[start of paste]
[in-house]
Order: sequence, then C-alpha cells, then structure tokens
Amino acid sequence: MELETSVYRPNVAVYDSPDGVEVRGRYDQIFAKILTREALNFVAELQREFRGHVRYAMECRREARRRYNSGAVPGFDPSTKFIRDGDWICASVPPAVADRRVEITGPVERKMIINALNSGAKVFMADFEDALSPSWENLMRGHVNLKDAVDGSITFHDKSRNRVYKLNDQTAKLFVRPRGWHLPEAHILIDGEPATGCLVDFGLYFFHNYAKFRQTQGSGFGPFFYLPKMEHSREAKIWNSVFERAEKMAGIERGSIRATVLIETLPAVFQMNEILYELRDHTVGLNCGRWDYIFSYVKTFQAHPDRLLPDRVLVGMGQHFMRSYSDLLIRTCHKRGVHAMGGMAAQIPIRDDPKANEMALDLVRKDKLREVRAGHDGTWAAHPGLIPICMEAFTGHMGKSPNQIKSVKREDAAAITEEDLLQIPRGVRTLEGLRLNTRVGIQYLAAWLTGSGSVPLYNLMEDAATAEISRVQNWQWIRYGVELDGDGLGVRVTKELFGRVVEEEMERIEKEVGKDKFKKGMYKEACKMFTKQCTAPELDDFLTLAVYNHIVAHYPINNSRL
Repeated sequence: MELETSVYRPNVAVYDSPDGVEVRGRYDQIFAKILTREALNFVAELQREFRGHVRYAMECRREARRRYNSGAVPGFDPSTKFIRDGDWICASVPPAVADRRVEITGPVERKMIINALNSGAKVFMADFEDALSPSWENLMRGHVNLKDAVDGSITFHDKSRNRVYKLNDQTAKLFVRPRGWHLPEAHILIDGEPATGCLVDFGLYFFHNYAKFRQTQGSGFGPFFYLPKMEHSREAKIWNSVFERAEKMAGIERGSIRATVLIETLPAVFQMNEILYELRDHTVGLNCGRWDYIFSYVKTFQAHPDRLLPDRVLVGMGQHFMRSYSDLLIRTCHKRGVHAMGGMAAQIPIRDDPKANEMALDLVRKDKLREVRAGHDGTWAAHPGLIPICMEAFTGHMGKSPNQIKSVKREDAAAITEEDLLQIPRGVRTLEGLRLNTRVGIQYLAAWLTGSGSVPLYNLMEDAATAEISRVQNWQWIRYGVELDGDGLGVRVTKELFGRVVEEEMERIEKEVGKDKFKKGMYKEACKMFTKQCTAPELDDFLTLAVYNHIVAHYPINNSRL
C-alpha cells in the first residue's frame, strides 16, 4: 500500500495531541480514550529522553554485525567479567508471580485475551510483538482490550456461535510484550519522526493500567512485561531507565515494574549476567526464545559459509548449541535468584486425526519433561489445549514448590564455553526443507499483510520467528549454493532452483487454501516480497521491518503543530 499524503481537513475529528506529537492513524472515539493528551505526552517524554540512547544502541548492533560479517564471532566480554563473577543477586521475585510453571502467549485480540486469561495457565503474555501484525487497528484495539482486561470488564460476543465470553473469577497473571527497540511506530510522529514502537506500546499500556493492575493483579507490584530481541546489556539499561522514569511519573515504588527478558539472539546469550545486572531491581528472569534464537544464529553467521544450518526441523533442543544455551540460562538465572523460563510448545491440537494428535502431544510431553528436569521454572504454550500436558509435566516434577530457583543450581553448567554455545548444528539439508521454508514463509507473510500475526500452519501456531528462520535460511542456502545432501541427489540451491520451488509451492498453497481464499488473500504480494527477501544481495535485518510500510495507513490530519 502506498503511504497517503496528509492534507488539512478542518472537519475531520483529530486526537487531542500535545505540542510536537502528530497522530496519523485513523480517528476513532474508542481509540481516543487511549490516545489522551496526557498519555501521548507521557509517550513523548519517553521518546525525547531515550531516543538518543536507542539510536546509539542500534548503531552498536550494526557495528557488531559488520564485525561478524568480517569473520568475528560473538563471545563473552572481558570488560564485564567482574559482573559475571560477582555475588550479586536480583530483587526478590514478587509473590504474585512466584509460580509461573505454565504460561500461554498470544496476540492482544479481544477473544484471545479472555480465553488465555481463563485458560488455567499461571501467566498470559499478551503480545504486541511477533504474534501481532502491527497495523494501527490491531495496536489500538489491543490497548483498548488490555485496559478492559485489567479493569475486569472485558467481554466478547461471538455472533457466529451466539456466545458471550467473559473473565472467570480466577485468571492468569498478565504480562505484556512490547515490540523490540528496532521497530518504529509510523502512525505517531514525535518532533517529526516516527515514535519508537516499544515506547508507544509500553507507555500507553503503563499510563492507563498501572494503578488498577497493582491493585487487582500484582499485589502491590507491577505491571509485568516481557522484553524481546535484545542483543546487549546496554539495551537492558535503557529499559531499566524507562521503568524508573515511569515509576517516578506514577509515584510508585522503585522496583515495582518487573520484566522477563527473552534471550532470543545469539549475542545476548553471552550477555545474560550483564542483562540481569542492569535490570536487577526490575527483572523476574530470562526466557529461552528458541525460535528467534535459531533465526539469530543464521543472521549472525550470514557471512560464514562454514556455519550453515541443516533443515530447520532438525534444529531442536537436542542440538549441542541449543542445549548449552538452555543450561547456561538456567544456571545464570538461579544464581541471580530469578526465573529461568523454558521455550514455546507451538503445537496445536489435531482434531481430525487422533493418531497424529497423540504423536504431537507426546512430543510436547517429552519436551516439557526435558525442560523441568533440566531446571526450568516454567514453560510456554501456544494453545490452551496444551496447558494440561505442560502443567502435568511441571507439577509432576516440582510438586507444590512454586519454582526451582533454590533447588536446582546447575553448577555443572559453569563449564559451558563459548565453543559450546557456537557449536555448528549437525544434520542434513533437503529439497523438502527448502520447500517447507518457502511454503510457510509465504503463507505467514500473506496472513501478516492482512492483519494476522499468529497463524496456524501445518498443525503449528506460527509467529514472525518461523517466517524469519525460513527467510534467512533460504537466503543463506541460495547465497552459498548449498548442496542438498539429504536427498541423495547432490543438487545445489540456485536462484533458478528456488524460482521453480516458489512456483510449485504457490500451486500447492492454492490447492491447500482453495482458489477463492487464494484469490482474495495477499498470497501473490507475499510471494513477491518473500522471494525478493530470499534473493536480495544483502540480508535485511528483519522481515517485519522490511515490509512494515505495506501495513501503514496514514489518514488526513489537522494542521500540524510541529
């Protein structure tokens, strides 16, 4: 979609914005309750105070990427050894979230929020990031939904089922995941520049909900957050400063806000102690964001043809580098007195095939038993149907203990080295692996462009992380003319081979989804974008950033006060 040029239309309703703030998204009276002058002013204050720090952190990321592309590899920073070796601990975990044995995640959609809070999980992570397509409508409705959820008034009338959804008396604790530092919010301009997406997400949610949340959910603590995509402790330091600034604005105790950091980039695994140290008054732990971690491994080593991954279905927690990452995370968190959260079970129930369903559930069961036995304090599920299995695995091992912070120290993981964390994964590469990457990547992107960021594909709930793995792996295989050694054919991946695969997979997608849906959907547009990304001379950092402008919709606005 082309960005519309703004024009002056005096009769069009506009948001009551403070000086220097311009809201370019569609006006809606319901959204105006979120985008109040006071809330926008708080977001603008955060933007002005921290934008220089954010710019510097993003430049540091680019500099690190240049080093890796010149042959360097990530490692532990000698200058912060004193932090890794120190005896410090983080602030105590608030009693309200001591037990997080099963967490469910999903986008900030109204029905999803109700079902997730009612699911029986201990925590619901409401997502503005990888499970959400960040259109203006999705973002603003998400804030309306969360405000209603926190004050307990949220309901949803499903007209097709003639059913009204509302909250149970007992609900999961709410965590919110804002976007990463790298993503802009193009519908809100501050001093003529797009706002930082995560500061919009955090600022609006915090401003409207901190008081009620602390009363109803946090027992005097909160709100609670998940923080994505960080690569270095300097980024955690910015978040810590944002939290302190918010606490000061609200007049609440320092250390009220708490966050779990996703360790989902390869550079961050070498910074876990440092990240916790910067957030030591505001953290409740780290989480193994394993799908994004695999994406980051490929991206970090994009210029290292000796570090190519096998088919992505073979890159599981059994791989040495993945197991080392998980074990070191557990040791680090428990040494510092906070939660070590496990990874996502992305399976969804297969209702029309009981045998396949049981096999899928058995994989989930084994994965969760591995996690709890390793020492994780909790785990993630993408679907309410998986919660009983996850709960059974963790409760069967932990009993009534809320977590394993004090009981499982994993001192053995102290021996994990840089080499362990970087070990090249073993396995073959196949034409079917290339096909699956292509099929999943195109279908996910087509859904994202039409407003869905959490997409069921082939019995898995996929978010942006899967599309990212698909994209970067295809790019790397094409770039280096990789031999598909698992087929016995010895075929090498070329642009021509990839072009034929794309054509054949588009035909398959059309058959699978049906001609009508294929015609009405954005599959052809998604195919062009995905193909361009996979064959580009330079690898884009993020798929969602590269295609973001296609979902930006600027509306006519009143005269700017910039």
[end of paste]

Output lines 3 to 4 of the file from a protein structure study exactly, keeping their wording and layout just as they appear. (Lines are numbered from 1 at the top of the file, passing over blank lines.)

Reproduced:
Amino acid sequence: MELETSVYRPNVAVYDSPDGVEVRGRYDQIFAKILTREALNFVAELQREFRGHVRYAMECRREARRRYNSGAVPGFDPSTKFIRDGDWICASVPPAVADRRVEITGPVERKMIINALNSGAKVFMADFEDALSPSWENLMRGHVNLKDAVDGSITFHDKSRNRVYKLNDQTAKLFVRPRGWHLPEAHILIDGEPATGCLVDFGLYFFHNYAKFRQTQGSGFGPFFYLPKMEHSREAKIWNSVFERAEKMAGIERGSIRATVLIETLPAVFQMNEILYELRDHTVGLNCGRWDYIFSYVKTFQAHPDRLLPDRVLVGMGQHFMRSYSDLLIRTCHKRGVHAMGGMAAQIPIRDDPKANEMALDLVRKDKLREVRAGHDGTWAAHPGLIPICMEAFTGHMGKSPNQIKSVKREDAAAITEEDLLQIPRGVRTLEGLRLNTRVGIQYLAAWLTGSGSVPLYNLMEDAATAEISRVQNWQWIRYGVELDGDGLGVRVTKELFGRVVEEEMERIEKEVGKDKFKKGMYKEACKMFTKQCTAPELDDFLTLAVYNHIVAHYPINNSRL
Repeated sequence: MELETSVYRPNVAVYDSPDGVEVRGRYDQIFAKILTREALNFVAELQREFRGHVRYAMECRREARRRYNSGAVPGFDPSTKFIRDGDWICASVPPAVADRRVEITGPVERKMIINALNSGAKVFMADFEDALSPSWENLMRGHVNLKDAVDGSITFHDKSRNRVYKLNDQTAKLFVRPRGWHLPEAHILIDGEPATGCLVDFGLYFFHNYAKFRQTQGSGFGPFFYLPKMEHSREAKIWNSVFERAEKMAGIERGSIRATVLIETLPAVFQMNEILYELRDHTVGLNCGRWDYIFSYVKTFQAHPDRLLPDRVLVGMGQHFMRSYSDLLIRTCHKRGVHAMGGMAAQIPIRDDPKANEMALDLVRKDKLREVRAGHDGTWAAHPGLIPICMEAFTGHMGKSPNQIKSVKREDAAAITEEDLLQIPRGVRTLEGLRLNTRVGIQYLAAWLTGSGSVPLYNLMEDAATAEISRVQNWQWIRYGVELDGDGLGVRVTKELFGRVVEEEMERIEKEVGKDKFKKGMYKEACKMFTKQCTAPELDDFLTLAVYNHIVAHYPINNSRL